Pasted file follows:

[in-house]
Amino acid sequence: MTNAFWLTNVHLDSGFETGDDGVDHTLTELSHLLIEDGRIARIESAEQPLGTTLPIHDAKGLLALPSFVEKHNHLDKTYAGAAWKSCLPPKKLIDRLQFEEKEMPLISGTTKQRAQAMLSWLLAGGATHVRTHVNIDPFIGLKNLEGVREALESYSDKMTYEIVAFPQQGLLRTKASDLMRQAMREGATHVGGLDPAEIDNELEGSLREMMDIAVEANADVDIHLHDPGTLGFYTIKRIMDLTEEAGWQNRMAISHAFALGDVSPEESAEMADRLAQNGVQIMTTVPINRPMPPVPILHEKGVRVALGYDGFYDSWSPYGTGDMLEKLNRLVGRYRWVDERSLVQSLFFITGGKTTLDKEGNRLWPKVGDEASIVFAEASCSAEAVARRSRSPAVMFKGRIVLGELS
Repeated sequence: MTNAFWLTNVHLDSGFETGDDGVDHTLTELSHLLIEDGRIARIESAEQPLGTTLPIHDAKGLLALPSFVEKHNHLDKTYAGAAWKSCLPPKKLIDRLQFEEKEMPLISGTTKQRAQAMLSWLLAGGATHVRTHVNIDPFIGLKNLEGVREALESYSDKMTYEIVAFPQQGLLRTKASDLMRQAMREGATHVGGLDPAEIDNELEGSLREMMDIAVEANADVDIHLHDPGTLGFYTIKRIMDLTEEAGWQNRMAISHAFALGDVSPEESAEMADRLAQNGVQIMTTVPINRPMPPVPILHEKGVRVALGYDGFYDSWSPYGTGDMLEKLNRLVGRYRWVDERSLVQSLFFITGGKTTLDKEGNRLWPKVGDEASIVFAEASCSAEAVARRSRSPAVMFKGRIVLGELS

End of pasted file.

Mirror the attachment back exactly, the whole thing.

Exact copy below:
[in-house]
Amino acid sequence: MTNAFWLTNVHLDSGFETGDDGVDHTLTELSHLLIEDGRIARIESAEQPLGTTLPIHDAKGLLALPSFVEKHNHLDKTYAGAAWKSCLPPKKLIDRLQFEEKEMPLISGTTKQRAQAMLSWLLAGGATHVRTHVNIDPFIGLKNLEGVREALESYSDKMTYEIVAFPQQGLLRTKASDLMRQAMREGATHVGGLDPAEIDNELEGSLREMMDIAVEANADVDIHLHDPGTLGFYTIKRIMDLTEEAGWQNRMAISHAFALGDVSPEESAEMADRLAQNGVQIMTTVPINRPMPPVPILHEKGVRVALGYDGFYDSWSPYGTGDMLEKLNRLVGRYRWVDERSLVQSLFFITGGKTTLDKEGNRLWPKVGDEASIVFAEASCSAEAVARRSRSPAVMFKGRIVLGELS
Repeated sequence: MTNAFWLTNVHLDSGFETGDDGVDHTLTELSHLLIEDGRIARIESAEQPLGTTLPIHDAKGLLALPSFVEKHNHLDKTYAGAAWKSCLPPKKLIDRLQFEEKEMPLISGTTKQRAQAMLSWLLAGGATHVRTHVNIDPFIGLKNLEGVREALESYSDKMTYEIVAFPQQGLLRTKASDLMRQAMREGATHVGGLDPAEIDNELEGSLREMMDIAVEANADVDIHLHDPGTLGFYTIKRIMDLTEEAGWQNRMAISHAFALGDVSPEESAEMADRLAQNGVQIMTTVPINRPMPPVPILHEKGVRVALGYDGFYDSWSPYGTGDMLEKLNRLVGRYRWVDERSLVQSLFFITGGKTTLDKEGNRLWPKVGDEASIVFAEASCSAEAVARRSRSPAVMFKGRIVLGELS